Renewal of CDP’s China pact to sharpen focus on Italy’s energy assets

By Giuseppe Fonte

ROME (Reuters) – Italian state lender Cassa Depositi e Prestiti (CDP) and China’s State Grid Corp are poised to renew their agreement on corporate governance of their co-owned Italian power and gas grid company, sources close to the matter said.

The looming renewal has drawn fresh scrutiny from Italy’s government over Chinese influence on strategic companies.

Italy has recently adopted a harder line towards Chinese forays into its companies, with Prime Minister Giorgia Meloni’s administration last month imposing measures to limit the influence of China’s Sinochem on tyre maker Pirelli.

Rome did so using the so-called golden power regulation aimed at shielding critical assets.

In 2014 CDP sold to State Grid Corporation of China a 35% stake in CDP Reti, a holding company that owns roughly a third of Italian power and gas grid operators Terna and Snam. At the time the parties also signed a pact detailing CDP Reti’s corporate governance.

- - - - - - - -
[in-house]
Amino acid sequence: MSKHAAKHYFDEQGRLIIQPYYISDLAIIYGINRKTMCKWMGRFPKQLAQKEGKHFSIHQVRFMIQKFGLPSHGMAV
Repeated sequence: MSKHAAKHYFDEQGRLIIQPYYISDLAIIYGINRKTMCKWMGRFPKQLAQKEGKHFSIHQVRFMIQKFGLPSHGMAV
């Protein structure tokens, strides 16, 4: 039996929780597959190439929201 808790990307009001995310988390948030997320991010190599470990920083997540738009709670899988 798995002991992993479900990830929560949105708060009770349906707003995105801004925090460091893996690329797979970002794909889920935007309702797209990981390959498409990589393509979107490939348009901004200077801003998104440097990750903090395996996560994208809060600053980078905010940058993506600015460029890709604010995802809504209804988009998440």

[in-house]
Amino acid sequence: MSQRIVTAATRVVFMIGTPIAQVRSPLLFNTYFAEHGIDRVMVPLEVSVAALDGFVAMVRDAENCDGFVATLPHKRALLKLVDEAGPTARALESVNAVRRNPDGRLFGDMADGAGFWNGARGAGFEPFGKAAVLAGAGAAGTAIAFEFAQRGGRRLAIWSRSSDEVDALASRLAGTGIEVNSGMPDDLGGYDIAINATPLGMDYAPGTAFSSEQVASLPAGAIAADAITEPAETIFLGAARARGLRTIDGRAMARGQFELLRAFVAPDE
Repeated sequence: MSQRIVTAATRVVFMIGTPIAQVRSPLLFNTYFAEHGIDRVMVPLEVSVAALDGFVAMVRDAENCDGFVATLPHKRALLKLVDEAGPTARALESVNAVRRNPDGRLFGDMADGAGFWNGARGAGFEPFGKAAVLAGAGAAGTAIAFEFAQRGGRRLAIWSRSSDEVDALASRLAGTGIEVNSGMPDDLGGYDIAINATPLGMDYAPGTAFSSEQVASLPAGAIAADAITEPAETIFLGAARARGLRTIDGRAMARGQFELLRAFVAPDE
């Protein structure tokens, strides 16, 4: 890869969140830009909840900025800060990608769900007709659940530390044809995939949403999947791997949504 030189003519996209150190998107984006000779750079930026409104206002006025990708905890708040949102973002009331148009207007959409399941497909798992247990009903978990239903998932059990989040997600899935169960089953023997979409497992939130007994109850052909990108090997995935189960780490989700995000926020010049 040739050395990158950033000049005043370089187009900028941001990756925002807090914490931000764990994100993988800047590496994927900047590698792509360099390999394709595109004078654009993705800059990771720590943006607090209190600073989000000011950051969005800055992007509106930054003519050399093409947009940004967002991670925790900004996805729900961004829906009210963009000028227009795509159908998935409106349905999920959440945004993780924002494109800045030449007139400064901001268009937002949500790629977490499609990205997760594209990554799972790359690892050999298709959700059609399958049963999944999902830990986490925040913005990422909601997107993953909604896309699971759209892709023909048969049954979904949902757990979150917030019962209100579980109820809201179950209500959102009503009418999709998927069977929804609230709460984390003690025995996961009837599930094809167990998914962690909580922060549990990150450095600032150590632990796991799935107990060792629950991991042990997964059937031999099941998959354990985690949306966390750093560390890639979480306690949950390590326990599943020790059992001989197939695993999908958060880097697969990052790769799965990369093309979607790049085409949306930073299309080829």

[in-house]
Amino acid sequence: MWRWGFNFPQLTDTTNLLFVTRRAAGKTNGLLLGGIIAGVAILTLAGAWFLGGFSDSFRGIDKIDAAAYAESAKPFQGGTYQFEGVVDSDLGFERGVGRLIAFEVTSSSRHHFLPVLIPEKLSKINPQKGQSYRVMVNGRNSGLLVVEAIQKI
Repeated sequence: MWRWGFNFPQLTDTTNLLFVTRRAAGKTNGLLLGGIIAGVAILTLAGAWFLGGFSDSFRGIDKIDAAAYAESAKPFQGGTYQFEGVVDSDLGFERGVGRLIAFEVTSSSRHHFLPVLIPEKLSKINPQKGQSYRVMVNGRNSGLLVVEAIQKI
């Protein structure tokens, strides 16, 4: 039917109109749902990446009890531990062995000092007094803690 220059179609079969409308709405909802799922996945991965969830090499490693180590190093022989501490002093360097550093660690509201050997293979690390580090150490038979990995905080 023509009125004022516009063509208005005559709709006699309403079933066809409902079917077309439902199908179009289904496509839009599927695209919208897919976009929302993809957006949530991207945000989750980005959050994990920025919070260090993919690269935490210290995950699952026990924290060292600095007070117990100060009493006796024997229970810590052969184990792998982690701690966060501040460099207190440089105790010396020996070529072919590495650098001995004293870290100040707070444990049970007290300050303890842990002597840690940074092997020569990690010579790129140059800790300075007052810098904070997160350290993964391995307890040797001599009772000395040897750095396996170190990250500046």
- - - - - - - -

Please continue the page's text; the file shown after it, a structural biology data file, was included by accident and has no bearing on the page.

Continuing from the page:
That pact is due to expire at the end of November but will renew automatically after neither party made use of an option to decline renewal six months before the expiry date, the sources said on condition of anonymity owing to the sensitivity of the matter.

CDP Reti is among the most prized of Italy’s state-backed companies. It owns a 29.85% stake in Terna, 31.35% of Snam and about 26% of Italgas, Italy’s biggest gas distributor.

Prime Minister Meloni’s administration is aware of the situation, one of the sources said without clarifying whether Rome intends to set conditions for endorsing renewal.

The Chinese embassy in Rome did not respond to a request for comment.

Another decision that could affect relations between Italy and China is expected later in the year, with Meloni due to decide whether or not to extend Rome’s partnership with Beijing on the Belt and Road Initiative (BRI).

Italy in 2019 became the first and so far only G7 nation to join the hugely ambitious BRI programme, which critics said would enable China to gain get control of sensitive technologies and vital infrastructure.

(Reporting by Giuseppe Fonte; Editing by David Goodman)